Lou Romano as Alfredo Linguini. He was a production designer and animator on The Powerpuff Girls, Iron Giant, Monsters, Inc., Cars, and The Incredibles. Since leaving Pixar he has worked on The Boxtrolls, The Little Prince, Kubo and the Two Strings, and Samurai Jack. Brian Dennehy as Django. He started in television series like Kojak, Lou Grant, Dallas, Dynasty, and Miami Vice. His breakout role was Sherriff Teasle in First Blood. Other films include Semi-Tough, Foul Play, 10, Silverado, Cocoon, Split Image, Legal Eagles, F/X: Murder By Illusion, Presumed Innocent, F/X2: The Deadly Art of Illusion, Prophet of Evil, Best Seller, The Belly of an Architect, The Man from Snowy River II, and Tommy Boy. He has won two Tony Awards 4 and has been nominated six times for an Emmy Award. 5
Peter O’Toole 6 as Anton Ego. 7 He gained international recognition playing T. E. Lawrence in Lawrence of Arabia for which he received his first nomination for the Academy Award for Best Actor. He was nominated for this award another seven times, for Becket, The Lion in Winter, Goodbye, Mr. Chips, The Ruling Class, The Stunt Man, My Favorite Year, and Venus. He won a Primetime Emmy Award for his role as Bishop Pierre Cauchon in the mini-series Joan of Arc. In 2004, he played King Priam in the summer blockbuster Troy. Peter Sohn as Emile. He started his career with Pixar in the art and story departments for Finding Nemo. He also worked on The Incredibles and WALL-E. He made his directorial debut with the short film Partly Cloudy in 2009 which he also wrote. He voiced Squishy in Monsters University and directed The Good Dinosaur.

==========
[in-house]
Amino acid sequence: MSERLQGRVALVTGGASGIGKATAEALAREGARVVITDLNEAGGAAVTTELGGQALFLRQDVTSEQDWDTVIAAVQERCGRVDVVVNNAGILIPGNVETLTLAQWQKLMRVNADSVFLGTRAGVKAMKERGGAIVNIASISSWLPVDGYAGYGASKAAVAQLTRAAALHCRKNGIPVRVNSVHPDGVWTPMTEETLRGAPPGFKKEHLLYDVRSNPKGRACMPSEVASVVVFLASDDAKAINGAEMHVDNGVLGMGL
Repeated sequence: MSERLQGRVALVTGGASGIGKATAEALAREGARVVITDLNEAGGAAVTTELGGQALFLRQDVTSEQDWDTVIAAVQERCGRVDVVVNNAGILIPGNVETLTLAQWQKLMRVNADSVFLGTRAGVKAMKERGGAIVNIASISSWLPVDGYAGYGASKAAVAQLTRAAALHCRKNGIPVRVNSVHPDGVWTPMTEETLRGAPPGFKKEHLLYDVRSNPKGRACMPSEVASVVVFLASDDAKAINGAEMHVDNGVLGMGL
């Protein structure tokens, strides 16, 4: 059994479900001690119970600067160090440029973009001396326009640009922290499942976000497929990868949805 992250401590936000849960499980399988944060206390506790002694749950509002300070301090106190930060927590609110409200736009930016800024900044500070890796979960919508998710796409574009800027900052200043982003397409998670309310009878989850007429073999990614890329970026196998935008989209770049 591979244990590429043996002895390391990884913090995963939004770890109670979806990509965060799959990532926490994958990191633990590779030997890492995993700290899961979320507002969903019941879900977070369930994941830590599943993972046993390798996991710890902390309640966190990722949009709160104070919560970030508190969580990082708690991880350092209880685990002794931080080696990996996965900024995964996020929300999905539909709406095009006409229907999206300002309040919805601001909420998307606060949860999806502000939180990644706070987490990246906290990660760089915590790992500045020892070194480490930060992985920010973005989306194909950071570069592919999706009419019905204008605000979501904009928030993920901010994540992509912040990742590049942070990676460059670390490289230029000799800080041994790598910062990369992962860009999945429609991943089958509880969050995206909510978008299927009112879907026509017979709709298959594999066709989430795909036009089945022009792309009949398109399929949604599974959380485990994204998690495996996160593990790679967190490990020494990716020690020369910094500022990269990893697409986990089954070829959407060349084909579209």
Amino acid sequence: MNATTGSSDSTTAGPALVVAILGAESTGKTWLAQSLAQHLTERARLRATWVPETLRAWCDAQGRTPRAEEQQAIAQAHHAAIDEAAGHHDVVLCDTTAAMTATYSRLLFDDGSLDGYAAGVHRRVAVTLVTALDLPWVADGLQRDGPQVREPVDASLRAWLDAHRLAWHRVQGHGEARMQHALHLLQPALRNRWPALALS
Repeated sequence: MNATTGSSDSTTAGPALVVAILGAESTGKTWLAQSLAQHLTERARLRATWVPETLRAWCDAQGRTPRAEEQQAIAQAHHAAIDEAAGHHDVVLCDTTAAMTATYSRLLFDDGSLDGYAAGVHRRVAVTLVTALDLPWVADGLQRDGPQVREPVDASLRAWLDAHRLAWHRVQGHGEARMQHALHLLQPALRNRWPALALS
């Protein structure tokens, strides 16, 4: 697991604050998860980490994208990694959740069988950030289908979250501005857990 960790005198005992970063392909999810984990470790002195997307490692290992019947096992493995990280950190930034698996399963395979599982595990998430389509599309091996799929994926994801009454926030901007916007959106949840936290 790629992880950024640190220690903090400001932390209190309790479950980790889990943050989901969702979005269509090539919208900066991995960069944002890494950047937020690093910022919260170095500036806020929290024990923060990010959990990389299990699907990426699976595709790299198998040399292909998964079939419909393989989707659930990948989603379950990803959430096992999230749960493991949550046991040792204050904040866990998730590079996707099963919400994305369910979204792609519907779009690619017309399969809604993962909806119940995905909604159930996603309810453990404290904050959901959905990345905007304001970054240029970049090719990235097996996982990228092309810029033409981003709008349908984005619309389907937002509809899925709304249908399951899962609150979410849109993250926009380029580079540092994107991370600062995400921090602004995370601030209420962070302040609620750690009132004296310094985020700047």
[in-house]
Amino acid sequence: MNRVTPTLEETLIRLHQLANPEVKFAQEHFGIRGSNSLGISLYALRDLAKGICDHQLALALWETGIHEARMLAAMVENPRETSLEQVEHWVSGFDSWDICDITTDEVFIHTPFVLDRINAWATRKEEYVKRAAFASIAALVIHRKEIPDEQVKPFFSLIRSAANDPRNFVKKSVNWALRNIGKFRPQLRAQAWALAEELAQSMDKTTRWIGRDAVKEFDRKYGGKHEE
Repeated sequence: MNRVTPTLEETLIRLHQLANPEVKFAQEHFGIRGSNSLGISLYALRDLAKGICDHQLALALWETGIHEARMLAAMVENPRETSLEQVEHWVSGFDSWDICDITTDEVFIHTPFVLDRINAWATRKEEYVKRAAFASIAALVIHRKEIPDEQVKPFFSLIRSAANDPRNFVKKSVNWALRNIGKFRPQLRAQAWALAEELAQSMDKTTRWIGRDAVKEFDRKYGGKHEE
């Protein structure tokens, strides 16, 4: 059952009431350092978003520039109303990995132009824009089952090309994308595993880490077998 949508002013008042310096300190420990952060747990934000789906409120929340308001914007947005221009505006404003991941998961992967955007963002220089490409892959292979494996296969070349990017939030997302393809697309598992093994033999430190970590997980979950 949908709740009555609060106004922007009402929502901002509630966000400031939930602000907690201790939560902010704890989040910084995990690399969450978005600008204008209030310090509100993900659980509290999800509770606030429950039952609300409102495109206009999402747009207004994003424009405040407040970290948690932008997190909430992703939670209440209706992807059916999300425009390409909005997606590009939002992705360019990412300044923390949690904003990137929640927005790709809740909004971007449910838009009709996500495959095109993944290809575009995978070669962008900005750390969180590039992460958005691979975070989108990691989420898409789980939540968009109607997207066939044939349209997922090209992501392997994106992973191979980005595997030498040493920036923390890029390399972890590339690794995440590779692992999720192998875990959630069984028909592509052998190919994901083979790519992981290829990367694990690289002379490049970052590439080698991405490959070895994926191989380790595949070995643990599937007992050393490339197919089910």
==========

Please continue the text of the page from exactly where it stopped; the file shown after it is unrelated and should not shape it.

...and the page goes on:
Will Arnett as Horst. He is best known for his role as George Oscar “Gob” Bluth II in Arrested Development. He has appeared in films such as Blades of Glory, Hot Rod, and Teenage Mutant Ninja Turtles. He is a prolific voice actor with film roles including Monsters vs. Aliens, Despicable Me, The Nut Job, and Batman in the Lego Movie franchise. He also plays the titular character in the Netflix series BoJack Horseman. James Remar as Larousse. He played Richard, the on-off tycoon boyfriend of Kim Cattrall’s character in Sex and the City. He also appeared in The Warriors, 48 Hrs., The Cotton Club, Mortal Kombat: Annihilation, Miracle on 34th Street, and Dexter.